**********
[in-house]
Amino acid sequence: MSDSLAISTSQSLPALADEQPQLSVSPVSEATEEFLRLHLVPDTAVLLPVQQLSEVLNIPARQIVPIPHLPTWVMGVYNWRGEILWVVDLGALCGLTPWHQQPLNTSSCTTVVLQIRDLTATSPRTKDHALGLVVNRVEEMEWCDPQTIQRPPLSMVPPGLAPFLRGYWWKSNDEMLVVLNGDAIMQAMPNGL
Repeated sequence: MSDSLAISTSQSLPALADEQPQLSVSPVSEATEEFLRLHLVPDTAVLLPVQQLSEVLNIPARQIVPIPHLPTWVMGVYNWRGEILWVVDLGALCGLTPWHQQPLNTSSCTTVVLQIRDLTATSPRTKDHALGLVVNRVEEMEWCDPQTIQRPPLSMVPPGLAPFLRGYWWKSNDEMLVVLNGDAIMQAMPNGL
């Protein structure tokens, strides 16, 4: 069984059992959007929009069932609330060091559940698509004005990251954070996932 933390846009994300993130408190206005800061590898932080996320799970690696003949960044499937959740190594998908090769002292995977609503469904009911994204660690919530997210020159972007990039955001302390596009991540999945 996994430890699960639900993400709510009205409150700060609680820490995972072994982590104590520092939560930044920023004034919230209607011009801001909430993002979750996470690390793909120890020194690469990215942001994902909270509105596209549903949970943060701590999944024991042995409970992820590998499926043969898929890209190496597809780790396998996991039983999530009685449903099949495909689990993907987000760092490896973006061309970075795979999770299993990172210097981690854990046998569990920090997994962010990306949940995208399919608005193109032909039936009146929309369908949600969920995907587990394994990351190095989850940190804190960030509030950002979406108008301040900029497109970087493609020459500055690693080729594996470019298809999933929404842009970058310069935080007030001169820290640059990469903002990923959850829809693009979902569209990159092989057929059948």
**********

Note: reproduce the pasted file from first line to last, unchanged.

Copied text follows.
[in-house]
Amino acid sequence: MSDSLAISTSQSLPALADEQPQLSVSPVSEATEEFLRLHLVPDTAVLLPVQQLSEVLNIPARQIVPIPHLPTWVMGVYNWRGEILWVVDLGALCGLTPWHQQPLNTSSCTTVVLQIRDLTATSPRTKDHALGLVVNRVEEMEWCDPQTIQRPPLSMVPPGLAPFLRGYWWKSNDEMLVVLNGDAIMQAMPNGL
Repeated sequence: MSDSLAISTSQSLPALADEQPQLSVSPVSEATEEFLRLHLVPDTAVLLPVQQLSEVLNIPARQIVPIPHLPTWVMGVYNWRGEILWVVDLGALCGLTPWHQQPLNTSSCTTVVLQIRDLTATSPRTKDHALGLVVNRVEEMEWCDPQTIQRPPLSMVPPGLAPFLRGYWWKSNDEMLVVLNGDAIMQAMPNGL
């Protein structure tokens, strides 16, 4: 069984059992959007929009069932609330060091559940698509004005990251954070996932 933390846009994300993130408190206005800061590898932080996320799970690696003949960044499937959740190594998908090769002292995977609503469904009911994204660690919530997210020159972007990039955001302390596009991540999945 996994430890699960639900993400709510009205409150700060609680820490995972072994982590104590520092939560930044920023004034919230209607011009801001909430993002979750996470690390793909120890020194690469990215942001994902909270509105596209549903949970943060701590999944024991042995409970992820590998499926043969898929890209190496597809780790396998996991039983999530009685449903099949495909689990993907987000760092490896973006061309970075795979999770299993990172210097981690854990046998569990920090997994962010990306949940995208399919608005193109032909039936009146929309369908949600969920995907587990394994990351190095989850940190804190960030509030950002979406108008301040900029497109970087493609020459500055690693080729594996470019298809999933929404842009970058310069935080007030001169820290640059990469903002990923959850829809693009979902569209990159092989057929059948």